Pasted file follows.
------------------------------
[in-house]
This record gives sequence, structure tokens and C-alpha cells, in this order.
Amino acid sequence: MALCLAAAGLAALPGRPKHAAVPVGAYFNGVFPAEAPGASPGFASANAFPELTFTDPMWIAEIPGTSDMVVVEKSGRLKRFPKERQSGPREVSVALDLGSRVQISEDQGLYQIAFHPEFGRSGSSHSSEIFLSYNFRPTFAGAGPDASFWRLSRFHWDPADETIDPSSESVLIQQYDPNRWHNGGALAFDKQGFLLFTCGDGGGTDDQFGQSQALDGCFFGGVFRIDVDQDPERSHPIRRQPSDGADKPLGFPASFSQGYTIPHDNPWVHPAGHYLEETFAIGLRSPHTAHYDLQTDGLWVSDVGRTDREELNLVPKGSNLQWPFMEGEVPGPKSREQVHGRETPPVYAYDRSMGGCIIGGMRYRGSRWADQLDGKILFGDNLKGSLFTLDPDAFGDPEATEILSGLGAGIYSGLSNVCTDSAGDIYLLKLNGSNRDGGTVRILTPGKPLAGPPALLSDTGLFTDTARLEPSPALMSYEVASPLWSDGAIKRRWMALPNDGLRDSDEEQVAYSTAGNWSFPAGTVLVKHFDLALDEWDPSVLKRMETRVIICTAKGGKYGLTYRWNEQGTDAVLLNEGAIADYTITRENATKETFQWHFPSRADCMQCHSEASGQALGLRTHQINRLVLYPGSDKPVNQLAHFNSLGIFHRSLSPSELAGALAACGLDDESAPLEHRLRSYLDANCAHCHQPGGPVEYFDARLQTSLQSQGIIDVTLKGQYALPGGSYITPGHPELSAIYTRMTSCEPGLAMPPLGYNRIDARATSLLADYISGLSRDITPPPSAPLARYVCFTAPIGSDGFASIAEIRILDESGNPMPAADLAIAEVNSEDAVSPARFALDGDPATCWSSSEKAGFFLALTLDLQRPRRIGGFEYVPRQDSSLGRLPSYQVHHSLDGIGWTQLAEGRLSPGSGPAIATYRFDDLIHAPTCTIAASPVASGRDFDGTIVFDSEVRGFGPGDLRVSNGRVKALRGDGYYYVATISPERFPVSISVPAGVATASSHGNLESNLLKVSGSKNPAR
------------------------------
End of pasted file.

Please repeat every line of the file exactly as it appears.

[in-house]
This record gives sequence, structure tokens and C-alpha cells, in this order.
Amino acid sequence: MALCLAAAGLAALPGRPKHAAVPVGAYFNGVFPAEAPGASPGFASANAFPELTFTDPMWIAEIPGTSDMVVVEKSGRLKRFPKERQSGPREVSVALDLGSRVQISEDQGLYQIAFHPEFGRSGSSHSSEIFLSYNFRPTFAGAGPDASFWRLSRFHWDPADETIDPSSESVLIQQYDPNRWHNGGALAFDKQGFLLFTCGDGGGTDDQFGQSQALDGCFFGGVFRIDVDQDPERSHPIRRQPSDGADKPLGFPASFSQGYTIPHDNPWVHPAGHYLEETFAIGLRSPHTAHYDLQTDGLWVSDVGRTDREELNLVPKGSNLQWPFMEGEVPGPKSREQVHGRETPPVYAYDRSMGGCIIGGMRYRGSRWADQLDGKILFGDNLKGSLFTLDPDAFGDPEATEILSGLGAGIYSGLSNVCTDSAGDIYLLKLNGSNRDGGTVRILTPGKPLAGPPALLSDTGLFTDTARLEPSPALMSYEVASPLWSDGAIKRRWMALPNDGLRDSDEEQVAYSTAGNWSFPAGTVLVKHFDLALDEWDPSVLKRMETRVIICTAKGGKYGLTYRWNEQGTDAVLLNEGAIADYTITRENATKETFQWHFPSRADCMQCHSEASGQALGLRTHQINRLVLYPGSDKPVNQLAHFNSLGIFHRSLSPSELAGALAACGLDDESAPLEHRLRSYLDANCAHCHQPGGPVEYFDARLQTSLQSQGIIDVTLKGQYALPGGSYITPGHPELSAIYTRMTSCEPGLAMPPLGYNRIDARATSLLADYISGLSRDITPPPSAPLARYVCFTAPIGSDGFASIAEIRILDESGNPMPAADLAIAEVNSEDAVSPARFALDGDPATCWSSSEKAGFFLALTLDLQRPRRIGGFEYVPRQDSSLGRLPSYQVHHSLDGIGWTQLAEGRLSPGSGPAIATYRFDDLIHAPTCTIAASPVASGRDFDGTIVFDSEVRGFGPGDLRVSNGRVKALRGDGYYYVATISPERFPVSISVPAGVATASSHGNLESNLLKVSGSKNPAR